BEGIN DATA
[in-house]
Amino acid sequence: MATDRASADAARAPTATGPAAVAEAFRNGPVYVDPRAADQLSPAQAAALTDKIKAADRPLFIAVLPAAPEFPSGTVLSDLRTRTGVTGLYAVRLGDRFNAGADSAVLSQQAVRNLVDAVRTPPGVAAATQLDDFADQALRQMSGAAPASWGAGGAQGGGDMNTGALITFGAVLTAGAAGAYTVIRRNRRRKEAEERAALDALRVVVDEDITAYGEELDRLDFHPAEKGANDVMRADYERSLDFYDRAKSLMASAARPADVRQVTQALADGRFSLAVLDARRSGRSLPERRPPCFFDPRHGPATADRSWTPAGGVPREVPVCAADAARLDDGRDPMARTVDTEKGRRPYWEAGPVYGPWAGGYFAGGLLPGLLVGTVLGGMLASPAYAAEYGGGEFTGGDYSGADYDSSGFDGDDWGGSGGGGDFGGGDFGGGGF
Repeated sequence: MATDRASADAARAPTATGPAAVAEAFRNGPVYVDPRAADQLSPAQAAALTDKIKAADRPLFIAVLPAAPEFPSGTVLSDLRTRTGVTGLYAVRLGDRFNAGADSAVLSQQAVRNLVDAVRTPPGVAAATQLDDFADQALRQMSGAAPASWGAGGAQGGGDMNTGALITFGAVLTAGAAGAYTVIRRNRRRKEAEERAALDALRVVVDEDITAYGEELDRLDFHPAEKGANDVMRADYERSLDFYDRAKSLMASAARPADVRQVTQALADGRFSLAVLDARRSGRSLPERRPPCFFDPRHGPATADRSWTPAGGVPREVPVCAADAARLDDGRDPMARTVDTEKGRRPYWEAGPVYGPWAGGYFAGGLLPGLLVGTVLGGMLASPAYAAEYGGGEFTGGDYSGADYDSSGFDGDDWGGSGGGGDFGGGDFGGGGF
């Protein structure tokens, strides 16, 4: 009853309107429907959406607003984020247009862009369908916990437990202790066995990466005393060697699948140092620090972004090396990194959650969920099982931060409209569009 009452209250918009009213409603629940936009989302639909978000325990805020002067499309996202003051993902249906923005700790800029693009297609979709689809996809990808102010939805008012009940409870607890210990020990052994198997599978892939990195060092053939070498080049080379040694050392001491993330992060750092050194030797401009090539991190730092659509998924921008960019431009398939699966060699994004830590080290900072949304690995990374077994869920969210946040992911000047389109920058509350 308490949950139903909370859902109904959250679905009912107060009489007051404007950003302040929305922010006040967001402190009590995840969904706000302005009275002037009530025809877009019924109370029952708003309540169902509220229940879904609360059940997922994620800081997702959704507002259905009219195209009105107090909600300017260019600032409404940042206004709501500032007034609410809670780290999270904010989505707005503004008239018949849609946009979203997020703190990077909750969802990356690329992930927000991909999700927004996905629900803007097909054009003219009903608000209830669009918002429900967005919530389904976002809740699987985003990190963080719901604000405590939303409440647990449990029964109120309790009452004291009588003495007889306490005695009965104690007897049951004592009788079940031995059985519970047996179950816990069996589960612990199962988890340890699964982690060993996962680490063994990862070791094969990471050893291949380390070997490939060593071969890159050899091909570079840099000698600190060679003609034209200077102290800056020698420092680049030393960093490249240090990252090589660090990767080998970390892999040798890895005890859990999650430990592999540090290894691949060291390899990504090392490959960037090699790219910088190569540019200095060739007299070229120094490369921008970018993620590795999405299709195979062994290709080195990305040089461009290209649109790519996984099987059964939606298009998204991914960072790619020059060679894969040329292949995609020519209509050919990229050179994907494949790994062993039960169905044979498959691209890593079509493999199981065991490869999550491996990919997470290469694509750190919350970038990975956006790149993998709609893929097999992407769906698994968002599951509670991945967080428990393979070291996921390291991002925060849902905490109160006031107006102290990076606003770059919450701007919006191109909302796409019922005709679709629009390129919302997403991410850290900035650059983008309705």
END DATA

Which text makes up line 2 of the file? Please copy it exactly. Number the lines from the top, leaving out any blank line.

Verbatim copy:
Amino acid sequence: MATDRASADAARAPTATGPAAVAEAFRNGPVYVDPRAADQLSPAQAAALTDKIKAADRPLFIAVLPAAPEFPSGTVLSDLRTRTGVTGLYAVRLGDRFNAGADSAVLSQQAVRNLVDAVRTPPGVAAATQLDDFADQALRQMSGAAPASWGAGGAQGGGDMNTGALITFGAVLTAGAAGAYTVIRRNRRRKEAEERAALDALRVVVDEDITAYGEELDRLDFHPAEKGANDVMRADYERSLDFYDRAKSLMASAARPADVRQVTQALADGRFSLAVLDARRSGRSLPERRPPCFFDPRHGPATADRSWTPAGGVPREVPVCAADAARLDDGRDPMARTVDTEKGRRPYWEAGPVYGPWAGGYFAGGLLPGLLVGTVLGGMLASPAYAAEYGGGEFTGGDYSGADYDSSGFDGDDWGGSGGGGDFGGGDFGGGGF